All mice were used at 7–8 wk of age. Mice were injected i.p. with 1 ml of 4% Brewer’s thioglycollate (Difco) or 1% oyster glycogen (Sigma-Aldrich). The mice were killed 8 h (thioglycollate) or 4 h (oyster glycogen) after injection, and 8 ml of PBS containing 1% BSA, 0.5 mM EDTA, and 10 U/ml heparin was injected into the peritoneal cavity. After the peritoneal wall was gently massaged, the injected wash was withdrawn. Total cell numbers in the peritoneal lavage were determined with a hemocytometer. The peritoneal cells were stained with anti-Gr-1-allophycocyanin and anti-F4/80-PE, and the percentage of neutrophils (Gr-1highF4/80low) was determined by flow cytometry. From the total cell count in the peritoneal lavage and the percentage of neutrophils, the absolute number was calculated. The percentage of neutrophils was also determined from cytospin preparations stained with May-Grünwald and Giemsa solutions (both from Wako Pure Chemicals). Both methods yielded essentially identical percentages.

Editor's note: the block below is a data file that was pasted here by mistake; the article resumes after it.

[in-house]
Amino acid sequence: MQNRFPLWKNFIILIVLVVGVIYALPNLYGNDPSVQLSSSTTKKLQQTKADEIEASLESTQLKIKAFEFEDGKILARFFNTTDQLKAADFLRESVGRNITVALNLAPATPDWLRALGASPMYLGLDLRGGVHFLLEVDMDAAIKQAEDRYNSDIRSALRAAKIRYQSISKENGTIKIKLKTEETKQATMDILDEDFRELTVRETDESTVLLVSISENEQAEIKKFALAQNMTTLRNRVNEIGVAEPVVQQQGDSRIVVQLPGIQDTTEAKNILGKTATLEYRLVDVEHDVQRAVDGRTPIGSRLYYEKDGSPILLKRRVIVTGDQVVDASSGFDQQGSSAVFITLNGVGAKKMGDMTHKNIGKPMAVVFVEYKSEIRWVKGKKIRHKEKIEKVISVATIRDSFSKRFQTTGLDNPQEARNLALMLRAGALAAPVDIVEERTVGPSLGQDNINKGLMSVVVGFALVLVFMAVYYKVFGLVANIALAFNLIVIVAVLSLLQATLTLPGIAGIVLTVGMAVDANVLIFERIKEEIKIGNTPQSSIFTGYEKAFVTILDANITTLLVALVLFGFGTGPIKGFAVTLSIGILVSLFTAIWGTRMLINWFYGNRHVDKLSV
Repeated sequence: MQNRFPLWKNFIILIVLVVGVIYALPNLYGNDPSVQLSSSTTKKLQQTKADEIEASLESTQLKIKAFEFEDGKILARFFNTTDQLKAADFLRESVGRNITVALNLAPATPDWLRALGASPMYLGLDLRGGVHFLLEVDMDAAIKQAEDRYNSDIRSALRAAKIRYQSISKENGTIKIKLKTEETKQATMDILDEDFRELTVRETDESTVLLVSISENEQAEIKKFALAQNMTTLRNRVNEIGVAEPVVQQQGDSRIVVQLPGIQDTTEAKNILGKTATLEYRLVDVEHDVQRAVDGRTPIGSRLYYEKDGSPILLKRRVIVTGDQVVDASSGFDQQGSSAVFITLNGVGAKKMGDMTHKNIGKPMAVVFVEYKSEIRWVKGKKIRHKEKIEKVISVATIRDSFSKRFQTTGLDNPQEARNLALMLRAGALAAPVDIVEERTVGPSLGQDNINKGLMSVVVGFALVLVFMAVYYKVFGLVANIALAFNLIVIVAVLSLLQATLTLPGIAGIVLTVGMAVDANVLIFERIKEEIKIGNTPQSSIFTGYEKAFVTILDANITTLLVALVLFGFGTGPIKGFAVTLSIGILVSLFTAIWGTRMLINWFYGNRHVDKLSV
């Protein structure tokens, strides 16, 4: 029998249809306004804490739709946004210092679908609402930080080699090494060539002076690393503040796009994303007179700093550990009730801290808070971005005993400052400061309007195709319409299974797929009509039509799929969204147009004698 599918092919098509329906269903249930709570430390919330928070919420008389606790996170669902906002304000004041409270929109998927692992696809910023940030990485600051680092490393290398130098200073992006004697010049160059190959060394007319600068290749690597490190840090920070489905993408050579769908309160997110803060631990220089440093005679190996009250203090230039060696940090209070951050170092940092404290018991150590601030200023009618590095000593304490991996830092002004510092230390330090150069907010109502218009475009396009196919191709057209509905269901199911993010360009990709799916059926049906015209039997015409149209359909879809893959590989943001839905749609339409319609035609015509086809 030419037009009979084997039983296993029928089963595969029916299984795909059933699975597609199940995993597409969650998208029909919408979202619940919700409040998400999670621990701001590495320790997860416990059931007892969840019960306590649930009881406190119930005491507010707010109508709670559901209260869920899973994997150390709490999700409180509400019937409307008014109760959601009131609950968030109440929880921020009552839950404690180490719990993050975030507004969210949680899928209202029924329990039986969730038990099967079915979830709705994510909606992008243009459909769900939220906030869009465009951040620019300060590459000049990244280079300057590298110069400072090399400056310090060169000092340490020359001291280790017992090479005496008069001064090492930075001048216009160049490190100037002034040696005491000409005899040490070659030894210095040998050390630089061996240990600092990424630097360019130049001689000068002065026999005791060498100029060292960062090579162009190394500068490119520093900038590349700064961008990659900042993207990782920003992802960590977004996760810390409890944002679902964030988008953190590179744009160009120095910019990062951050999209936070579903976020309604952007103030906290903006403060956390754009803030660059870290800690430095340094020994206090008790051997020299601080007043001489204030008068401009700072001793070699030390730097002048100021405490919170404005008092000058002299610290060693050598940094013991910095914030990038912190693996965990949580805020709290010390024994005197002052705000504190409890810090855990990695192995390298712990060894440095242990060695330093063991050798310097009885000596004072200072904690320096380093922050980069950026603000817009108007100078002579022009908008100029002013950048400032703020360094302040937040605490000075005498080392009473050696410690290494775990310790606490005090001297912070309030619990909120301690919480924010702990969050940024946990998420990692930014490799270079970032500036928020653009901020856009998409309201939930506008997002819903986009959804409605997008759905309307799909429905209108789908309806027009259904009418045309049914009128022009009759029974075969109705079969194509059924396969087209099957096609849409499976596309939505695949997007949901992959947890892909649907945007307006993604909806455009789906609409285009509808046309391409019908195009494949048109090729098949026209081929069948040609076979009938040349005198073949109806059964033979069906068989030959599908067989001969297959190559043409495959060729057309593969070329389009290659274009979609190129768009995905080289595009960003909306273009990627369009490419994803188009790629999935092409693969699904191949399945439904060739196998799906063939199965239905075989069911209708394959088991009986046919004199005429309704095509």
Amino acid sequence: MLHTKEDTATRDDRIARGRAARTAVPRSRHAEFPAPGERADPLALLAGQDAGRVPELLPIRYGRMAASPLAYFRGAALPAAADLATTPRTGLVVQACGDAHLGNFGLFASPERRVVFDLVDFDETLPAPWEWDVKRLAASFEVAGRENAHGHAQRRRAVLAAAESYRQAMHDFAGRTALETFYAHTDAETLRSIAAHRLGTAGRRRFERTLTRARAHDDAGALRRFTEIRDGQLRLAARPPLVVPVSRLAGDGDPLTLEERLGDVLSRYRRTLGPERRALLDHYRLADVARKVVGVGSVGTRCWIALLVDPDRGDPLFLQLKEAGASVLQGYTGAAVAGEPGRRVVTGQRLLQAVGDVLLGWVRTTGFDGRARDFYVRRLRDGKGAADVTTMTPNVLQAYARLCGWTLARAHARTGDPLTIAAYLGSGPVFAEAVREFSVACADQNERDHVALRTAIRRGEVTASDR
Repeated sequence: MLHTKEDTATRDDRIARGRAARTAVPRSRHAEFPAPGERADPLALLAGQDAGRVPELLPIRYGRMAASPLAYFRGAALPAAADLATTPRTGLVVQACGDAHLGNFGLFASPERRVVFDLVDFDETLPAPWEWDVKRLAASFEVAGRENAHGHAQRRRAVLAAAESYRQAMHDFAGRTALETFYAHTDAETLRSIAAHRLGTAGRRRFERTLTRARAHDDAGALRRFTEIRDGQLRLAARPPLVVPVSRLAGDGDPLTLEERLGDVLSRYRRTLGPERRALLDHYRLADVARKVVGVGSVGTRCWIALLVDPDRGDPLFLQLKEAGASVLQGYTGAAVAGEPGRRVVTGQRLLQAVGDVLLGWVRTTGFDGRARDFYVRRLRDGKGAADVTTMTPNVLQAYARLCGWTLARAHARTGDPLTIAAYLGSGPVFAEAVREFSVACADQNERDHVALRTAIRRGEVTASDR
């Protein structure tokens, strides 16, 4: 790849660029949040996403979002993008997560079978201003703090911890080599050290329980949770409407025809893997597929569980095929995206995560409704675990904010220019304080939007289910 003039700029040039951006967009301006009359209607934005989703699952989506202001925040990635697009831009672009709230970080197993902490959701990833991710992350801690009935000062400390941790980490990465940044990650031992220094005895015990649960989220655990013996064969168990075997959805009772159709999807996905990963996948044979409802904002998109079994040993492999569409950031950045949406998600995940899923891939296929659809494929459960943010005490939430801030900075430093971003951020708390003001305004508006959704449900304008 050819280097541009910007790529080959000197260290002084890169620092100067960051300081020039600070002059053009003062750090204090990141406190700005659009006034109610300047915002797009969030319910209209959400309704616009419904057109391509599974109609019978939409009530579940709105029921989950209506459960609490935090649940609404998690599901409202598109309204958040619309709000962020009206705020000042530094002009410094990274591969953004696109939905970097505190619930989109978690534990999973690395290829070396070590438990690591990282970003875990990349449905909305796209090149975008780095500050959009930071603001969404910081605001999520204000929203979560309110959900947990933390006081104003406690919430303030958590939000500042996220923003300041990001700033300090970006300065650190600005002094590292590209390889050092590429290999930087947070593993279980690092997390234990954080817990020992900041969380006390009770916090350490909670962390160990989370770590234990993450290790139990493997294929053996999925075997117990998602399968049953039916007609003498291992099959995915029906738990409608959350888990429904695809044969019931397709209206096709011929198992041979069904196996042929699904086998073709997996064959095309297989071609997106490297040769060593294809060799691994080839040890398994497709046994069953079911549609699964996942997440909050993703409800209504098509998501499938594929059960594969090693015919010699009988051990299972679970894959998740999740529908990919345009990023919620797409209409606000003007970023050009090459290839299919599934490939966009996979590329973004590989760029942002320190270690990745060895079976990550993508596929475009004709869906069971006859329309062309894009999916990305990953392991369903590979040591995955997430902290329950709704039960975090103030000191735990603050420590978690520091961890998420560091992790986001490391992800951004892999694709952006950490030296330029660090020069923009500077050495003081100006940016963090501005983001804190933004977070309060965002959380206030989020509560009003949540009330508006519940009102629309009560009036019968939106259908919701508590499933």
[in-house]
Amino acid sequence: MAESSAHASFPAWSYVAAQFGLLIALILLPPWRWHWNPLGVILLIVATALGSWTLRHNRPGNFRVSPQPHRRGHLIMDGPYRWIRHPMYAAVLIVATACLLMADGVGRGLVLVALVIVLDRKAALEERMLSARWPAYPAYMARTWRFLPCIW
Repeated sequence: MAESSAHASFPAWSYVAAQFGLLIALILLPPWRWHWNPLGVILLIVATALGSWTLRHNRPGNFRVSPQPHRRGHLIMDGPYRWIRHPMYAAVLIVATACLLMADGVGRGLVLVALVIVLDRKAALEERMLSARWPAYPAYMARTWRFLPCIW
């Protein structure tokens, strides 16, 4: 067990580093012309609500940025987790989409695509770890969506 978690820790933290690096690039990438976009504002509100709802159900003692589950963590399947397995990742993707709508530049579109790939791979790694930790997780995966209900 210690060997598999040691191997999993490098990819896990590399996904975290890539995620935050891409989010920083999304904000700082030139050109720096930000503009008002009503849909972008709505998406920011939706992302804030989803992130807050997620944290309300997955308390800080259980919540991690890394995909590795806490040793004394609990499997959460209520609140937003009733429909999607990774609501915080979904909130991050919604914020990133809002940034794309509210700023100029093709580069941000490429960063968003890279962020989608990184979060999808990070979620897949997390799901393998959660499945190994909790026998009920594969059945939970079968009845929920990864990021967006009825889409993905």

Mice were painted with 20 μl of 0.8% croton oil (Sigma-Aldrich) in acetone on the left ear (10 μl per side). The right ear was painted with acetone alone. Ear swelling responses were measured using a dial thickness gauge (Mitutoyo). Skin-infiltrating cells were isolated via enzyme digestion. Briefly, ears taken 4 h after painting were separated into ventral and dorsal sheets. The sheets were cut into small pieces and incubated in RPMI 1640 containing 10% FCS, 400 U/ml collagenase (Roche), and 10 μg/ml DNase I (Roche) with continuous stirring at 37°C for 60 min. The resulting cell population was filtered through a 100-μm strainer (BD Falcon) and then enriched for neutrophils by discontinuous Percoll density gradient (40 and 75%). The cells were stained with anti-Gr-1-FITC and anti-F4/80-PE and analyzed on a FACSCalibur.